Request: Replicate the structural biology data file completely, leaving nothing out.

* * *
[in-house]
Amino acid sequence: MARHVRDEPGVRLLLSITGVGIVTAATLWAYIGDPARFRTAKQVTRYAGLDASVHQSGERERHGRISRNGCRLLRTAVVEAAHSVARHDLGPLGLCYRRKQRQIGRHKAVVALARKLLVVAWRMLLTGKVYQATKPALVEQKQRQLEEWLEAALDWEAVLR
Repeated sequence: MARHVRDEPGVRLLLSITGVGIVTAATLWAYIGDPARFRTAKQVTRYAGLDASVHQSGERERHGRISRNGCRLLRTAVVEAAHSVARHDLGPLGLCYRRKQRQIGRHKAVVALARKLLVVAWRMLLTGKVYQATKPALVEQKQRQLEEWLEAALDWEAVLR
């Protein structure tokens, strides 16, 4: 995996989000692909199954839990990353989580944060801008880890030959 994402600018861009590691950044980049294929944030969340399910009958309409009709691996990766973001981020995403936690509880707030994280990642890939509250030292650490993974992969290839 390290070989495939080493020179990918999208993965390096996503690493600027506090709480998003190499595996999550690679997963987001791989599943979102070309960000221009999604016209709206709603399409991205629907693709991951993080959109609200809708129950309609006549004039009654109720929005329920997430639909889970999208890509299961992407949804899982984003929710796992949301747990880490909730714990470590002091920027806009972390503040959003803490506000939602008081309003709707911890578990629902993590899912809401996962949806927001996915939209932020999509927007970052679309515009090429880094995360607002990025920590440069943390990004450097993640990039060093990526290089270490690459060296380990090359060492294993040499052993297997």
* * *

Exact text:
[in-house]
Amino acid sequence: MARHVRDEPGVRLLLSITGVGIVTAATLWAYIGDPARFRTAKQVTRYAGLDASVHQSGERERHGRISRNGCRLLRTAVVEAAHSVARHDLGPLGLCYRRKQRQIGRHKAVVALARKLLVVAWRMLLTGKVYQATKPALVEQKQRQLEEWLEAALDWEAVLR
Repeated sequence: MARHVRDEPGVRLLLSITGVGIVTAATLWAYIGDPARFRTAKQVTRYAGLDASVHQSGERERHGRISRNGCRLLRTAVVEAAHSVARHDLGPLGLCYRRKQRQIGRHKAVVALARKLLVVAWRMLLTGKVYQATKPALVEQKQRQLEEWLEAALDWEAVLR
């Protein structure tokens, strides 16, 4: 995996989000692909199954839990990353989580944060801008880890030959 994402600018861009590691950044980049294929944030969340399910009958309409009709691996990766973001981020995403936690509880707030994280990642890939509250030292650490993974992969290839 390290070989495939080493020179990918999208993965390096996503690493600027506090709480998003190499595996999550690679997963987001791989599943979102070309960000221009999604016209709206709603399409991205629907693709991951993080959109609200809708129950309609006549004039009654109720929005329920997430639909889970999208890509299961992407949804899982984003929710796992949301747990880490909730714990470590002091920027806009972390503040959003803490506000939602008081309003709707911890578990629902993590899912809401996962949806927001996915939209932020999509927007970052679309515009090429880094995360607002990025920590440069943390990004450097993640990039060093990526290089270490690459060296380990090359060492294993040499052993297997």